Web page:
Ordinary soap or antiseptic products?
Hand-washing products for use in hospitals are available in several forms. Factors to be considered include the degree of
microbial killing desired and the acceptability, cost and ease of using them. Cost should not be the primary factor. If hands
are not visibly soiled, the CDC recommends routine use of an alcohol-based hand rub (or antimicrobial soap and water) to decontaminate
Hand-cleaning agents must be effective in removing transient micro-organisms, but must be mild to the skin after many applications.
It is important that the product be acceptable to the personnel who will use it. To maximize acceptance by hospital staff,
solicit their input, their preference of fragrance, feel and skin tolerance.
Plain soaps and detergents
Following CDC guidelines, we define plain soaps as detergents that do not contain antimicrobial agents, or that contain low
concentrations of antimicrobial agents that serve as preservatives. Hydrophilic and lipophilic components are contained in
plain soaps and can be divided into four groups of detergents:
1) anionic, b) cationic, 3) amphoteric and 4) nonionic. The cleansing activity of plain soaps is due to their detergent properties
which, when properly used, results in removal of dirt, soil and various organic substances. Hand washing with plain unmedicated
soaps (in bar, granule, soap-impregnated tissue or liquid form) and friction created by rubbing the hands together are sufficient
to remove most dirt, organic material and transient microorganisms. They contribute to hygiene primarily by aiding mechanical
removal of microbes during washing.
Liquid soap generally is easier to use than bar soap. In addition, when applied via an appropriate dispenser, liquid soap
minimizes the possibility of transfer of microbes by direct contact with a contaminated bar of soap. However, since liquid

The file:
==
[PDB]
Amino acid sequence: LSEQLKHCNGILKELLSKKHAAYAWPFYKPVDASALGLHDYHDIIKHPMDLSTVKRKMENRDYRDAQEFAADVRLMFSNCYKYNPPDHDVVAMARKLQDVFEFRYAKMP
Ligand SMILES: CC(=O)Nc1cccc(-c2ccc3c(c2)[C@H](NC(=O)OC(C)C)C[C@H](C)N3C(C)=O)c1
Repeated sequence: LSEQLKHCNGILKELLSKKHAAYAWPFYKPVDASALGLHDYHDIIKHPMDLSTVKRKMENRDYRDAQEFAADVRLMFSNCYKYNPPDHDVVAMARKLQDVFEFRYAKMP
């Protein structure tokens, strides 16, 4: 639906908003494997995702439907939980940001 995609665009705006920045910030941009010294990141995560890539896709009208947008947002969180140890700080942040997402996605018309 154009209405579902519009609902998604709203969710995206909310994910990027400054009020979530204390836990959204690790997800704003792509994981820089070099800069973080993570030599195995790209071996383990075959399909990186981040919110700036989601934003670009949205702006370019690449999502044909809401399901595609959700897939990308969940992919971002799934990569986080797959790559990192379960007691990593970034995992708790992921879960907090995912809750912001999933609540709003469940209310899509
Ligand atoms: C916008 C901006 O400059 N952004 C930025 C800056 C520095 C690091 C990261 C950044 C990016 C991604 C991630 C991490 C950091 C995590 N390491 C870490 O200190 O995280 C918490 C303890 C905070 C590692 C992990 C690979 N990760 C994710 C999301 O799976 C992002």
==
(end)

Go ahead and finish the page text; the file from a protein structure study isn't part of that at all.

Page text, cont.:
soap containers can become contaminated and might serve as reservoirs of microbes, reusable liquid containers should be used
until empty and cleaned before refilling with fresh soap. Liquid soaps should not be used to refill a partially full dispenser.
Completely disposable containers obviate the need to empty and clean dispensers. Topping off dispensers can contaminate soap.
If bar soap is used, it should be kept in a self-draining holder that is cleaned thoroughly after use of each bar. Why? Because
bacteria generally multiply quickly in moisture. Use of small bars of soap is also recommended.
Antiseptic hand-washing agents contain relatively nontoxic and nonirritant antimicrobial materials that are sufficiently bland
to be safely applied to the skin. Most antimicrobial-containing hand-washing products are available as liquids and often contain
alcohols, chlorine, chlorhexidine gluconate, hexachlorophene povidone-iodine, quaternary ammonium compounds or triclosan.
These agents may kill microbes (microbicidal effect) or inhibit their growth (micobistatic effect), a process often referred
to as the chemical removal of microorganisms. Since their introduction, use of antimicrobial hand-washing agents has been
shown to be more effective in reducing the number of microbes on the skin than plain soaps.